A reconstruction of the Roman Forum by our staff co-author, Michael Madsen.

To an architect, the Grand Tour had a more spiritual meaning – it was more than simply versing oneself in the generic education provided for the aristocrat. Instead, it was an immersion into the ephemeral masters of the past and their grand accomplishments.

Vitruvius was a Roman architect, author, and military engineer during the 1st century B.C.

Beginning in Antiquity, Vitruvius was a Roman military engineer whose chronicle of his architectural feats earned him the title of the first ‘Western Architect.’ His work, De Architectura (Ten Books on Architecture), reveals his concept of what is considered ‘architecture’ as well as its importance to the everyday life of civilians. For Vitruvius, a building should always have these three characteristics: firmitas, utilitas, and venustas, or firmness/durability, commodity/useful, and delight/beauty.

Vitruvian Man by Leonardo da Vinci, an illustration of the human body inscribed in the circle and the square derived from a passage about geometry and human proportions in Vitruvius’ writings.

The Gates of Paradise. A pair of bronze doors to the Battistero di San Giovanni by Lorenzo Ghiberti.

By the fifteenth century and sixteenth centuries, Renaissance masters such as Brunelleschi, Ghiberti, Da Vinci, and Alberti all built upon the tradition of ancient Roman and Greek architecture with their treatises and realized designs. They kept some of the medieval innovations, especially in church architecture, but gave them a new “classical” character and expression.

The front page of I Quattro Libri dell’Architettura (The Four Books of Architecture) by Andrea Palladio.

The Church of San Giorgio Maggiore, built between 1566 and 1610, by Andrea Palladio.

Interior: The nave, looking east towards the high altar.

During the time of the Venetian Republic, Andrea Palladio was an architect greatly influenced by Ancient Roman architecture and Vitruvius’ treatise, so much so that he went to Rome to measure and draw the ruins in the Forum, which he included in his treatise entitled I Quatro Libri dell’Architettura (The Four Books of Architecture). His greatest contributions to Renaissance architecture include his use of the forms of sacred Roman architecture, such as the temple front, on civic buildings like palazzos and on private villas. Equally important are Palladio’s churches, which deal with the design of façades with an unprecedented rigor in the Renaissance by keeping the tectonic expression of columns and pilasters with their appropriate Vitruvian intercolumniations.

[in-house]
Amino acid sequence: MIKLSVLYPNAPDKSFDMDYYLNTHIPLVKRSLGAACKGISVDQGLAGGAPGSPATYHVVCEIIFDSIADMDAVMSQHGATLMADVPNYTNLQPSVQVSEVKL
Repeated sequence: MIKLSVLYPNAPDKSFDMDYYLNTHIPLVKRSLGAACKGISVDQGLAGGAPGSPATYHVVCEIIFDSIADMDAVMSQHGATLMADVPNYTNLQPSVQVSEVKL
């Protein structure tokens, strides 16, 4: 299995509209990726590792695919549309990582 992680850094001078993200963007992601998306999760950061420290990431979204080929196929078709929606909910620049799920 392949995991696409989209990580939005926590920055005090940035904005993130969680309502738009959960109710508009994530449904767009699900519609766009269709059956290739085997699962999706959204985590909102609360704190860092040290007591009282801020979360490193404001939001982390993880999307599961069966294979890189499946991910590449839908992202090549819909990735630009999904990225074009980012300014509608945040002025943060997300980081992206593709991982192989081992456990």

Portrait of Giovanni Battista Piranesi. 1756.

The Colosseum, etching, 1757.

The Arch of Trajan at Benevento, etching, 1748-1774.

By the eighteenth century, Giovanni Battista Piranesi’s etchings of Roman Antiquity fallen into ruin had sparked in the imagination of society a nostalgia for Ancient Rome’s grandeur. Like Palladio, Piranesi looked back to Antiquity, but with an attitude that reflected the changing times as the seeds of Modernism were sown in the Enlightenment. Society began the search for an architectural expression of its time while still looking back to tradition.

John Soane by Christopher William Hunneman in 1776.

The bank of England by Sir John Soane.

The bank of England interior by Sir John Soane.

Sir John Soane was an English architect at the turn of the nineteenth century who is famously known for his design of the Bank of England, especially as rendered in Joseph Michael Gandy’s Piranesi-like ruins, and for his vast collection of models, casts, and drawings displayed in his English townhouse turned museum. This collection of historic objects reflects his two-year experience on the Grand Tour, where he not only wanted to study great art and architecture of Italy and France but wanted to physically take it back with him to England when possible.

Palace of the Republic in 1977 with the Fernsehturm in the background. Berlin, Germany. Featured in our blog, Reconstructing Beauty.

This attitude of museumification of art and architecture is still mainstream today in architectural practice, and reflects the change on tradition in architecture, severing it from how it was approached as a continuum in the Renaissance and Baroque. One only needs to look at Modernist interventions in historic settings in which the historic buildings or structures are assaulted with steel and glass enclosures to see how this process has continued to evolve (or really, devolve). While the Grand Tour was able to educate architects, giving them first-hand experience with great architecture spanning Antiquity to the Baroque, it also inadvertently contributed to this negative aspect on cities as new cultural ideas gained popularity.

Our own James Lenahan painting the Arch of Constantine during the 2018 Institute of Classical Architecture and Art Christopher H. Brown Rome Drawing Tour. (Off screen to his right in the Colosseum.)

Alice Arnn, painting the Lion’s Gate — the main entrance of the Branze Age citadel of Mycenae, southern Greece. It was completed around 1250 B.C.

Thankfully, the idea of studying the past to inform the present still has not been eradicated. Contemporary “Grand Tours” in the form of study-abroad experiences are offered in many schools of architecture and allow students to still learn from the great masters and their work because traveling to buildings and cities and seeing them in person is perhaps the best way to understand them and learn from them.